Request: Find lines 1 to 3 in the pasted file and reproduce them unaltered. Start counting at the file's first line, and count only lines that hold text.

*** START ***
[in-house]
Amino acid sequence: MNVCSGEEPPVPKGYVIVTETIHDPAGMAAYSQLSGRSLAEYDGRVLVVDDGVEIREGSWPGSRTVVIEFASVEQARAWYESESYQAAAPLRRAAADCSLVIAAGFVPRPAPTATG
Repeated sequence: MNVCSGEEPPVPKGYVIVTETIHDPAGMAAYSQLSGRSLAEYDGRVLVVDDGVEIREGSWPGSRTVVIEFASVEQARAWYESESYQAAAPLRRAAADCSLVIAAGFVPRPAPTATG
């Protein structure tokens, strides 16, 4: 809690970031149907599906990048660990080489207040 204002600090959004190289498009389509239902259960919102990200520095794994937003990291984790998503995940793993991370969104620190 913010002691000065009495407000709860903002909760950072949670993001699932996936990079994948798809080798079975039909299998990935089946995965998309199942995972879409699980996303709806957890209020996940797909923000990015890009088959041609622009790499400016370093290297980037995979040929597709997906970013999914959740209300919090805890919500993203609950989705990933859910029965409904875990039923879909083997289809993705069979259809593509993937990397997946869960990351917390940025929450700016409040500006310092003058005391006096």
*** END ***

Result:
[in-house]
Amino acid sequence: MNVCSGEEPPVPKGYVIVTETIHDPAGMAAYSQLSGRSLAEYDGRVLVVDDGVEIREGSWPGSRTVVIEFASVEQARAWYESESYQAAAPLRRAAADCSLVIAAGFVPRPAPTATG
Repeated sequence: MNVCSGEEPPVPKGYVIVTETIHDPAGMAAYSQLSGRSLAEYDGRVLVVDDGVEIREGSWPGSRTVVIEFASVEQARAWYESESYQAAAPLRRAAADCSLVIAAGFVPRPAPTATG